Looking within the NOEP data, there are a few interesting observations that can be made. First, of the sectors that make up the ocean economy (Construction, Living Resources, Minerals, Boat Building, Tourism and Transportation), only Living Resources (fishing, aquaculture and the seafood industry) lost jobs between 1997 and 2004. In a potentially related data series, the NOEP study shows that total fish landings declined by 11% from 1994 to 2007, with the inflation adjusted value of those landings falling 38%.

On a positive note, the NOEP data show that the tourism industry has had the most consistent growth of all ocean economy sectors over the past decade. This is good news because it means more people are visiting the coasts more often. Thus, more and more people are interacting with the oceans, learning about them, and hopefully, caring about them. With that, perhaps, more and more people will be willing to fight and sacrifice for them.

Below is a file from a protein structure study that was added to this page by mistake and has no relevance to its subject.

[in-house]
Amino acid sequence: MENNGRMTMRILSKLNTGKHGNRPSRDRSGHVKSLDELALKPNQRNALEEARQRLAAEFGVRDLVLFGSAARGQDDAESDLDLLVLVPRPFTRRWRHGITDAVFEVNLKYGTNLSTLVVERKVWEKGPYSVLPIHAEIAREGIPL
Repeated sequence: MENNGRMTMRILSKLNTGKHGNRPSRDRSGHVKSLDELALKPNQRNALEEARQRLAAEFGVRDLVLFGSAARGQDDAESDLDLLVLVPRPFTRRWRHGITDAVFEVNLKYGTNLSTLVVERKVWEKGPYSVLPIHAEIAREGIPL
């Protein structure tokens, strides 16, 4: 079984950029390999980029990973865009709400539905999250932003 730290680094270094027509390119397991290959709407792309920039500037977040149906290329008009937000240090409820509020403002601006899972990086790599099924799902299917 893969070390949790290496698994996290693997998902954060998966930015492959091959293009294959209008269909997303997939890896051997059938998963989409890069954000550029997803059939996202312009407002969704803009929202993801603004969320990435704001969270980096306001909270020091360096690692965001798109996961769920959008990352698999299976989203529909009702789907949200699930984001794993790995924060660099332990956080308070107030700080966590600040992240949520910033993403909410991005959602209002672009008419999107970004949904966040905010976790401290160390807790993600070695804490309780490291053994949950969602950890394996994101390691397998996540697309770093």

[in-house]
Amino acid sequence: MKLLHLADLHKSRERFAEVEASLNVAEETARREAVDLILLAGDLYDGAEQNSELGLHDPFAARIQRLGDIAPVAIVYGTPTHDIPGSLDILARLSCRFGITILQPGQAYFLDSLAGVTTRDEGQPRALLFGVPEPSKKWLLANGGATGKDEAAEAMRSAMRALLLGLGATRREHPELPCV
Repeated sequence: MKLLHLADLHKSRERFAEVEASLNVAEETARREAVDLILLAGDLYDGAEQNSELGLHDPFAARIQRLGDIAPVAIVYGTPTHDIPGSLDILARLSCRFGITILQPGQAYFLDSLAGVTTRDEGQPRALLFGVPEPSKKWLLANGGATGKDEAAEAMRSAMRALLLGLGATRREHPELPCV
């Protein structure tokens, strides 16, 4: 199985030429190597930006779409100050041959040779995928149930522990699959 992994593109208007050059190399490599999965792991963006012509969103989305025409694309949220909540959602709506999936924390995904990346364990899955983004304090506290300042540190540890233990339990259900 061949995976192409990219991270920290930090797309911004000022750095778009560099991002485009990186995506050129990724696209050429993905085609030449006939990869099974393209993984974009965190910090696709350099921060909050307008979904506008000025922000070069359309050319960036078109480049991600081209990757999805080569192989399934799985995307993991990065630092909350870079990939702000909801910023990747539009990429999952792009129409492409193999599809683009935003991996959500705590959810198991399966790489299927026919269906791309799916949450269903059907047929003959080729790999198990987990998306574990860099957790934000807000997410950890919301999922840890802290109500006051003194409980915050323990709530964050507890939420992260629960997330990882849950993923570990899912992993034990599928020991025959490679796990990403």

Date Posted: July 20, 2009 @ 7:51 am Comments Off

Posted by: Kai Medeiros

I am writing this blog post as a reward for surviving my second week at Ocean Champions.  While Chris didn’t actually use the term “reward” when giving me this assignment, it seemed implied that after 2 weeks of filing papers, proofreading websites, and stamping envelopes, a more enjoyable project was in order.  Needless to say, I jumped at the chance.  Before I continue, however, I feel that an introduction is necessary.

My name is Kai Medeiros; I am a 16-year-old summer intern at Ocean Champions.

Now I am sure that many of you, dear readers, will wonder, “why in the world is a 16 year old giving up valuable time out of his summer to be an intern?”  My answer to this is twofold.

First, as an avid surfer and waterman, I feel that our first duty as humans is to our environment.  The Ocean has done much for my life and I feel it is necessary to reciprocate this.  Thus, my donation of time to Ocean Champions’ effort to protect and restore the health of our oceans is simply my way of saying “thanks” for all of the wonderful experiences the ocean has provided me with.